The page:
Aug 21, 2012
Originally published on August 22, 2012 9:01 am

Transcript

STEVE INSKEEP, HOST:

A moment ago we heard warnings that Todd Akin will lose financial support if he stays in the race. For a campaign, of course, money is like oxygen, and the presidential campaigns have set out their latest reports on how they're breathing. President Obama and Mitt Romney each have an advantage, depending on which bank account you're looking at. NPR's Peter Overby reports.

PETER OVERBY, BYLINE: Let's start with $5,000, the online contribution that President Obama made to his own campaign. They made it into a fundraising video. Here he's disclosing his employer.

(SOUNDBITE OF VIDEO)

PRESIDENT BARACK OBAMA: United States of America, and my occupation is president.

OVERBY: And that five grand turns up on the new report, along with more than $39 million from other donors to Obama for America. That's almost $11 million more than was raised last month by Romney for President. But when you add in the rest of each candidate's organization, the national party and the joint fundraising committees, Romney easily outran Mr. Obama, and once again increased his advantage in cash on hand.

And here's where it gets tricky. Michael Malbin, director of the nonpartisan Campaign Finance Institute, says not all dollars are created equal. Malbin says that if you add up all the elements of the Romney operation...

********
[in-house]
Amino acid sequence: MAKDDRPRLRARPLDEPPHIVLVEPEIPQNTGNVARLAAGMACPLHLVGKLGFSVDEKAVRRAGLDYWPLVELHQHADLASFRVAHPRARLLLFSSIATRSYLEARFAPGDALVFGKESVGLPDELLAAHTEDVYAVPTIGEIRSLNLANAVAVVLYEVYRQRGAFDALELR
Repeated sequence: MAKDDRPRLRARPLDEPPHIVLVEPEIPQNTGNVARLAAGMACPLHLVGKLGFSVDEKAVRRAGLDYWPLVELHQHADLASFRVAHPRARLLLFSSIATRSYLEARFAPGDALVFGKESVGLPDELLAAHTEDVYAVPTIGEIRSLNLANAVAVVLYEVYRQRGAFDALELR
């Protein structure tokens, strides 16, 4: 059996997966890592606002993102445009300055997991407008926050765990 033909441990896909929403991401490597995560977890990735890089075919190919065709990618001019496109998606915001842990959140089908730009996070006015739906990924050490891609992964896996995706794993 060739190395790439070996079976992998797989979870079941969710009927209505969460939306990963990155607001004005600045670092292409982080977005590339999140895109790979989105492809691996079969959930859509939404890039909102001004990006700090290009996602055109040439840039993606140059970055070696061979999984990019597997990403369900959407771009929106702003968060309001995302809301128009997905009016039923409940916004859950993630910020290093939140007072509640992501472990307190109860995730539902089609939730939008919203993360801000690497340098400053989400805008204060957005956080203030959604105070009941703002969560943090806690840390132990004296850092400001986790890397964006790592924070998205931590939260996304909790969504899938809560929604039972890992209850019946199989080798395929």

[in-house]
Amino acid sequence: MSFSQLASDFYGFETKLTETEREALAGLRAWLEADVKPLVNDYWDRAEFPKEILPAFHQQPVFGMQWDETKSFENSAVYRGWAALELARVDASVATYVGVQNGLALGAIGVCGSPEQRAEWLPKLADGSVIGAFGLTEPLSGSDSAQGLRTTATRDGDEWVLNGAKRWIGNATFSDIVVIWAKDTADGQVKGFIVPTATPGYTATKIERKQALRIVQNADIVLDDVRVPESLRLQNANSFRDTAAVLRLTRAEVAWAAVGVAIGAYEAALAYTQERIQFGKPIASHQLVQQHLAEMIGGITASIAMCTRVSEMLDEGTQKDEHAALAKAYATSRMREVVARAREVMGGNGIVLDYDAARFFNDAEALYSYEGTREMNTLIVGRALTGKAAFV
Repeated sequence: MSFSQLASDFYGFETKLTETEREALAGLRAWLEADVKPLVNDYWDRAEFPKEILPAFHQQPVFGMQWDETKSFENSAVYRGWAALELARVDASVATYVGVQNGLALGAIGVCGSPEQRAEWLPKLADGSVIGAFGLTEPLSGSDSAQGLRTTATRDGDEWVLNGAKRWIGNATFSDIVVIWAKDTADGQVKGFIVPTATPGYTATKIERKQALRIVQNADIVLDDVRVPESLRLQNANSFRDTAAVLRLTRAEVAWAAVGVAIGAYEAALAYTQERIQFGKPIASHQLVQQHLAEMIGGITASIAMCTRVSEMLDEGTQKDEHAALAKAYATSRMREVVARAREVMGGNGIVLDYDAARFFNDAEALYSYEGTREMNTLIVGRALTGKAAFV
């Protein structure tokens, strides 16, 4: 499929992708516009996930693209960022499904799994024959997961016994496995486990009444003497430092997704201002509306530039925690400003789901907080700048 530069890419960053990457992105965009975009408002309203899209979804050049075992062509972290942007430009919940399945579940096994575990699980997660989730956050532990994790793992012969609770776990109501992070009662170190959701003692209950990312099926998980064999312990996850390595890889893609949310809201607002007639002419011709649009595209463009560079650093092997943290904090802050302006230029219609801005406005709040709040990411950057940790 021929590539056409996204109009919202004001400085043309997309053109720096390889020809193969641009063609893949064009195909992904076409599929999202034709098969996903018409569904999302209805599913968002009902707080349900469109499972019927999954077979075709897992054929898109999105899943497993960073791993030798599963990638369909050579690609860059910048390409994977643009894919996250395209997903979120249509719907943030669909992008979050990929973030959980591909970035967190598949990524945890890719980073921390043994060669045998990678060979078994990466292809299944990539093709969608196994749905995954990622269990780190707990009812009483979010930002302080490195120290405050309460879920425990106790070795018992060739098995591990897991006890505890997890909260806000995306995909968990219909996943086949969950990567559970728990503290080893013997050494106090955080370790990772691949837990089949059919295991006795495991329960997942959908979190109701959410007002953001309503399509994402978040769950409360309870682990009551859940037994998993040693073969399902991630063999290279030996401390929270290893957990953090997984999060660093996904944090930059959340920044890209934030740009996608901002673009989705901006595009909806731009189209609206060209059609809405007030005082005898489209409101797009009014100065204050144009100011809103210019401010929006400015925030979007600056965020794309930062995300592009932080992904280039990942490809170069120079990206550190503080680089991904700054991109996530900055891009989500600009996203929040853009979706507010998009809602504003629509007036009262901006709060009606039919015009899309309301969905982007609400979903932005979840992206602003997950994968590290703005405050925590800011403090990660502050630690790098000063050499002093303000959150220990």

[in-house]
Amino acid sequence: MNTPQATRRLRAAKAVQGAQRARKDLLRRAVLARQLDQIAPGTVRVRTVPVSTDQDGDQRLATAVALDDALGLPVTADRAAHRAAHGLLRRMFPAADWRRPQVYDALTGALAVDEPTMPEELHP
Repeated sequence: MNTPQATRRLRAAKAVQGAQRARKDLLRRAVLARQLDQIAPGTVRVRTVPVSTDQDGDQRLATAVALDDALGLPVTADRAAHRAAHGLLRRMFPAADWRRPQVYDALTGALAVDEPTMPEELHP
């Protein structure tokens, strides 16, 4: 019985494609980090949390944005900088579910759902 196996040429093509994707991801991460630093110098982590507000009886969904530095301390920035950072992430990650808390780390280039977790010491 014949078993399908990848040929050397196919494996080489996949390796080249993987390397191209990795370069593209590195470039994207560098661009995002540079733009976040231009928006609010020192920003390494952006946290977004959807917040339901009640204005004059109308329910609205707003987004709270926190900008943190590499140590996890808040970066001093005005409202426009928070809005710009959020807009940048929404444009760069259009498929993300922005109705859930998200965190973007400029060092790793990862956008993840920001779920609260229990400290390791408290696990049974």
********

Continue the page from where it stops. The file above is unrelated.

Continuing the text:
MICHAEL MALBIN: Romney has a three-to-two advantage in cash today. If you just look at the candidate committee by itself, Obama has a three-to-one advantage.

OVERBY: And candidate committee money is more versatile than other money. So the Obama campaign could spend big early on for field operations. It has 32 offices in Colorado, Romney has 10. In Iowa it's 17 to 11, as Romney races to catch up. But meanwhile, other dollars are flooding into TV stations, 350 million since May 1 in the 10 battleground states. This is according to an NPR analysis of advertising data compiled by National Journal.

The Obama campaign is outspending the Romney campaign better than two to one, but overall, 56 percent of the ad spending is pro-Romney. That's mainly because of secretly financed social welfare organizations. The biggest spenders: Crossroads GPS, which has Karl Rove as an advisor, and Americans for Prosperity, which is backed by the billionaire Koch brothers. They're attacking Mr. Obama directly with ads like this one.

(SOUNDBITE OF AD)

UNIDENTIFIED MAN: It's not the hope and change I want. It's not the hope and change I thought I was going to get. I don't feel that I helped by grandchildren by voting for President Obama, and I regret that.

UNIDENTIFIED WOMAN: Americans for Prosperity is responsible for the content of this advertising.

OVERBY: Michael Malbin, the campaign finance analyst, says it's too soon to say which will win out, the TV ads or the ground game. Here's what he does say - both candidates are chasing big donors at the expense of voters, and Malbin says the campaigns know it.

MALBIN: Every day that Romney goes to Texas or Obama goes to New York is bad for the campaign. It's good for the money, but they would rather have them in Virginia, Florida, or Ohio.

OVERBY: And so far it seems that neither candidate can walk away from the prospect of big bucks. Peter Overby, NPR News, Washington. Transcript provided by NPR, Copyright NPR.